Employment in Utah expanded by 2.3 percent from October 2011, a 12-month increase of 28,300 jobs, the department said. Nationally, employment grew just 1.4 percent.
Mark Knold, the Workforce Services chief economist, said the latest decline in the unemployment rate, coupled with what he said was probably a conservative estimate of job growth that will be revised upward to close to 3.5 percent, suggests Utah's recovery from the recession and tepid recovery continues to pick up speed.
"There is still a lot of repair left to be done from the recession setback, but we are certainly moving a lot faster down that trail than we were a year ago," Knold said.
"It's a multiyear trail, but this is a good pace."
With the exception of construction and government, all sectors of Utah's economy contributed to job growth. The most robust category was professional and business services, which added 10,800 jobs over the last 12 months. Construction lost 1,200 jobs; government employment was off by 900 jobs.
The trade, transportation and utilities sector was the second-most active area of Utah's economy, with 4,300 hires over the past year. Much of the activity is taking place at C.R. England, the giant Salt Lake City-based trucking company. It's put on 1,400 new drivers since January.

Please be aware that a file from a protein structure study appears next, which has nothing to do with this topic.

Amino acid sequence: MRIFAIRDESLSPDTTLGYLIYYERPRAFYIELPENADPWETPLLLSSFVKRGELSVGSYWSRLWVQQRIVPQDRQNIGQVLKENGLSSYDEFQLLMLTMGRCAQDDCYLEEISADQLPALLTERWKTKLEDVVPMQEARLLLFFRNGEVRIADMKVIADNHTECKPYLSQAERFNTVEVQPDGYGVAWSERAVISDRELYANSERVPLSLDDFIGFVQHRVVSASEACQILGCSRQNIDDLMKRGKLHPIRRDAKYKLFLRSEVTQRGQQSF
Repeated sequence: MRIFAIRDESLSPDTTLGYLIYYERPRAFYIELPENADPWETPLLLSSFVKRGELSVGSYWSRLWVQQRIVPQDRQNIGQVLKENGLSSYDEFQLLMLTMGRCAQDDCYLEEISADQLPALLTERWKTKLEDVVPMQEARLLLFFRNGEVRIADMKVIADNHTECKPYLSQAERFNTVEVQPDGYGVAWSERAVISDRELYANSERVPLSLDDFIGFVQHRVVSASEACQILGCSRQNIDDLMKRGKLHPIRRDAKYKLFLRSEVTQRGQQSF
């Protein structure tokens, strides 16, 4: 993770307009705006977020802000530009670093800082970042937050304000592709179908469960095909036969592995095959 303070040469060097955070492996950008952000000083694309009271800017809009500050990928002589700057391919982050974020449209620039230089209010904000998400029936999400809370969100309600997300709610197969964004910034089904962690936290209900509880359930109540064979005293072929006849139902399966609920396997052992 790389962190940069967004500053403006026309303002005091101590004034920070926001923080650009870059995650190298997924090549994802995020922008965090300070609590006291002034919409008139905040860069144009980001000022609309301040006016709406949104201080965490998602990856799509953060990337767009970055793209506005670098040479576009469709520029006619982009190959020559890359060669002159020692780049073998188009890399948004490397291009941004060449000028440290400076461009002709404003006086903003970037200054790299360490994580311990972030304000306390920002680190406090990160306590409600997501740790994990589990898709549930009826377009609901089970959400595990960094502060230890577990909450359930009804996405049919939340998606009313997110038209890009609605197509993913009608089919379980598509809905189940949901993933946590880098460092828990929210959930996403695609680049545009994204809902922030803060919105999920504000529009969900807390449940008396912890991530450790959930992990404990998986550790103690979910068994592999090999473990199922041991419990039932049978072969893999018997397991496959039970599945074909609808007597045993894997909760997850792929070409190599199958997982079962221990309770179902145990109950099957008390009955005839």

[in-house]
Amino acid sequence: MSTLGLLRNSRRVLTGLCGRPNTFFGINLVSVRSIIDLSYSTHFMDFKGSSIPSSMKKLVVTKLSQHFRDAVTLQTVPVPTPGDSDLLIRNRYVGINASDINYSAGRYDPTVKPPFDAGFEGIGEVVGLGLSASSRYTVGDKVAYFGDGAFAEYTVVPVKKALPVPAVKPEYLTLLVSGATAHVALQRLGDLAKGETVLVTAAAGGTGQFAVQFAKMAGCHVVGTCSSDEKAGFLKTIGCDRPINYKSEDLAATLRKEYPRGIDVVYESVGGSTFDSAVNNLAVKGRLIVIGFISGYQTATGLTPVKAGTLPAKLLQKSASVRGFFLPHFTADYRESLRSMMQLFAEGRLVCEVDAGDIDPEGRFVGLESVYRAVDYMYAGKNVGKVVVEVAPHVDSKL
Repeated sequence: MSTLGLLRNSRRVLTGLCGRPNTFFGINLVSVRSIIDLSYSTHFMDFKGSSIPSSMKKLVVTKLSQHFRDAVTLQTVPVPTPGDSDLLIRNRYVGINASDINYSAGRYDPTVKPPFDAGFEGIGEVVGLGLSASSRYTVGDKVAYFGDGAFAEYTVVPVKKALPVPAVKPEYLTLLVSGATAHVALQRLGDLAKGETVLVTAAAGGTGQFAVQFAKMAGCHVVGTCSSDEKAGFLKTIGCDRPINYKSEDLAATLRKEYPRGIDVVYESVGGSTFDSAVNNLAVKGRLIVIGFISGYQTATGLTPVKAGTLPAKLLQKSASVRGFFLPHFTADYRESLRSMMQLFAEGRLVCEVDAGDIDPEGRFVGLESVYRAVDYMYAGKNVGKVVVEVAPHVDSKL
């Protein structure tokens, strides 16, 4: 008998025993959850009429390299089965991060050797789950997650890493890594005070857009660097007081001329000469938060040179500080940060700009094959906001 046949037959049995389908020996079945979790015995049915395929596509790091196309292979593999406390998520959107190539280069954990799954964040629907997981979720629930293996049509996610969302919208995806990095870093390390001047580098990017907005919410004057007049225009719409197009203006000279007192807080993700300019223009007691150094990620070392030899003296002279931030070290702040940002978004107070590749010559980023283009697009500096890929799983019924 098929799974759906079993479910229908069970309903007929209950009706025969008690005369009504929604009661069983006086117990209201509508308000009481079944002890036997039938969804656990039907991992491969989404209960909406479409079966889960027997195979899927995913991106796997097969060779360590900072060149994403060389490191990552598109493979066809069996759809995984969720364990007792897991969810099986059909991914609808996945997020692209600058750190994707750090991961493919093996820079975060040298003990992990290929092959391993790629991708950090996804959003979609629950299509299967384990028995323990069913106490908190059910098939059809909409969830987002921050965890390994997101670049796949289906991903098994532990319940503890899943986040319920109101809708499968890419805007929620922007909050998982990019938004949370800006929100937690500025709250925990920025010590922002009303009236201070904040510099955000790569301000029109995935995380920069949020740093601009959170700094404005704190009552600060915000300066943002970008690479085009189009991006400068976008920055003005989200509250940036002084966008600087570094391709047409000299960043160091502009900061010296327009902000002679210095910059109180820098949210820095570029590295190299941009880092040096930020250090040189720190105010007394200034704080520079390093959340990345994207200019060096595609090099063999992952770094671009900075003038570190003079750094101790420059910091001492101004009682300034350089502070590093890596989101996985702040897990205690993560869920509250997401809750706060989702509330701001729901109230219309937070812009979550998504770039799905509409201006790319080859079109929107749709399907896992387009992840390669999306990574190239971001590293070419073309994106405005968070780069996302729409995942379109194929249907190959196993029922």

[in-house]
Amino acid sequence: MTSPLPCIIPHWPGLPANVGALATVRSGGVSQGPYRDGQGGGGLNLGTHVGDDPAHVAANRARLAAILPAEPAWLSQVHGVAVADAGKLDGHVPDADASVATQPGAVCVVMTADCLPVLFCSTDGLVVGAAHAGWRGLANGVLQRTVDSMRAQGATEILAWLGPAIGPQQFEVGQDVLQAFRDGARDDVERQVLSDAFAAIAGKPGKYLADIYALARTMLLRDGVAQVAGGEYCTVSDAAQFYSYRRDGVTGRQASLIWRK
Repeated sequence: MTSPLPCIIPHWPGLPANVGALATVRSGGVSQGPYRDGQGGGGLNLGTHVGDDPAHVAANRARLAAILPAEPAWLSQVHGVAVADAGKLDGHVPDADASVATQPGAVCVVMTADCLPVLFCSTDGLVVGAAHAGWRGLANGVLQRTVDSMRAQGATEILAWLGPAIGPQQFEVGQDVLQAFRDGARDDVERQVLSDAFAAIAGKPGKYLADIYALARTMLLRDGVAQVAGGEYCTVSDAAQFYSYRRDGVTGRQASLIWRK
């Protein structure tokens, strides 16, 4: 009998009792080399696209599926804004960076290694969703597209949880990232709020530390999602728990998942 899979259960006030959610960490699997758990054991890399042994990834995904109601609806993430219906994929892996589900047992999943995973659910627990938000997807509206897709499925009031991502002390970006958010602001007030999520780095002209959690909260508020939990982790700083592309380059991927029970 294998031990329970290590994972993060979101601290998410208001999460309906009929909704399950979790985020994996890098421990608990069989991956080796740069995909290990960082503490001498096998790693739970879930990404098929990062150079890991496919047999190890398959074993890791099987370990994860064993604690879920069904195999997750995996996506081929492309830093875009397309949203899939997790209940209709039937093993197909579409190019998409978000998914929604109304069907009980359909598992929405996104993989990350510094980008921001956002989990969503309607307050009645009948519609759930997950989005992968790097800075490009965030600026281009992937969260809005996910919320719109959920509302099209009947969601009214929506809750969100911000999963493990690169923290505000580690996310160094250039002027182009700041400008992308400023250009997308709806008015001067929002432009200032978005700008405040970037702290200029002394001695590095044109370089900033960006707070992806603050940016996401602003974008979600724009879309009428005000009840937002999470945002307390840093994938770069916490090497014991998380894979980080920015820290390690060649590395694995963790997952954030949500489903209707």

"We have basically an endless supply of openings," Thom Pronk, vice president of recruiting, said Friday.
"We are in a pretty aggressive growth mode, both in terms of adding equipment, but also teams, two drivers in a truck. Heading into the fourth quarter, it's just as big a strategic issue as anything," Pronk said.
In part, England is hiring is because of an industrywide shortage of truck drivers, estimated at 50,000 to 250,000 positions. That's kept Pronk busy.
Business conditions are another reason. England's core business is hauling loads that must be refrigerated, and the company has landed a lot of contracts recently.
"There's no top end [to the number of drivers England wants to hire]. We'll take all of them that we can get," Pronk said.
Utah's unemployment rate peaked in December 2009. For months, the rate fell because thousands of discouraged jobseekers dropped out of the labor market. That changed about a year ago. The rate continued to fall, but it was because the economy was finally healing, Knold said.
"For two years, the unemployment rate came down for negative reasons, meaning people were leaving the labor force. For the last year, it's falling for positive reasons more people are finding jobs," he said.
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